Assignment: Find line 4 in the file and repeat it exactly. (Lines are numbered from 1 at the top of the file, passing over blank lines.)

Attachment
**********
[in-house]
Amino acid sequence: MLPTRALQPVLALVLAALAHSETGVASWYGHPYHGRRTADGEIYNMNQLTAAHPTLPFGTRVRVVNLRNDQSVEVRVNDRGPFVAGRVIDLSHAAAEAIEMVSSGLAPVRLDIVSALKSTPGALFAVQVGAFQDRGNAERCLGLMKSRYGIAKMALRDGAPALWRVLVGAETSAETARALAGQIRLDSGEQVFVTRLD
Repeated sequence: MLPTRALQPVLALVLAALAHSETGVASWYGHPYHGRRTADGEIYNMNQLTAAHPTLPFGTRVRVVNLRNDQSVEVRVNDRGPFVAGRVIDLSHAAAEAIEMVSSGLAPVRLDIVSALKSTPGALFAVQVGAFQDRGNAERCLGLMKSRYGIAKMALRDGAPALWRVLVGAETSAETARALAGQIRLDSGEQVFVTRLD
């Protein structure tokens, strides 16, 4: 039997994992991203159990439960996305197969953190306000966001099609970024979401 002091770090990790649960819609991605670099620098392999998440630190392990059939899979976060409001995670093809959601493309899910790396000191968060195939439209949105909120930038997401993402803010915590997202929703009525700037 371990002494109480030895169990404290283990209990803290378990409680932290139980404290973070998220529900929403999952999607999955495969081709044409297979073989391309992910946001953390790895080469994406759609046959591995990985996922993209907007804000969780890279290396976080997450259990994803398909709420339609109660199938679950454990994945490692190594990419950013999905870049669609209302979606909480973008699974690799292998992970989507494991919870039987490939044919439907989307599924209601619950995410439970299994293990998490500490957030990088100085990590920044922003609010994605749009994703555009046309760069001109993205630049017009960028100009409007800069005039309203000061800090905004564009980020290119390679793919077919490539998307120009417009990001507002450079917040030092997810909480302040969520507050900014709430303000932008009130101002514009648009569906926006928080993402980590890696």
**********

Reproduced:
């Protein structure tokens, strides 16, 4: 039997994992991203159990439960996305197969953190306000966001099609970024979401 002091770090990790649960819609991605670099620098392999998440630190392990059939899979976060409001995670093809959601493309899910790396000191968060195939439209949105909120930038997401993402803010915590997202929703009525700037 371990002494109480030895169990404290283990209990803290378990409680932290139980404290973070998220529900929403999952999607999955495969081709044409297979073989391309992910946001953390790895080469994406759609046959591995990985996922993209907007804000969780890279290396976080997450259990994803398909709420339609109660199938679950454990994945490692190594990419950013999905870049669609209302979606909480973008699974690799292998992970989507494991919870039987490939044919439907989307599924209601619950995410439970299994293990998490500490957030990088100085990590920044922003609010994605749009994703555009046309760069001109993205630049017009960028100009409007800069005039309203000061800090905004564009980020290119390679793919077919490539998307120009417009990001507002450079917040030092997810909480302040969520507050900014709430303000932008009130101002514009648009569906926006928080993402980590890696």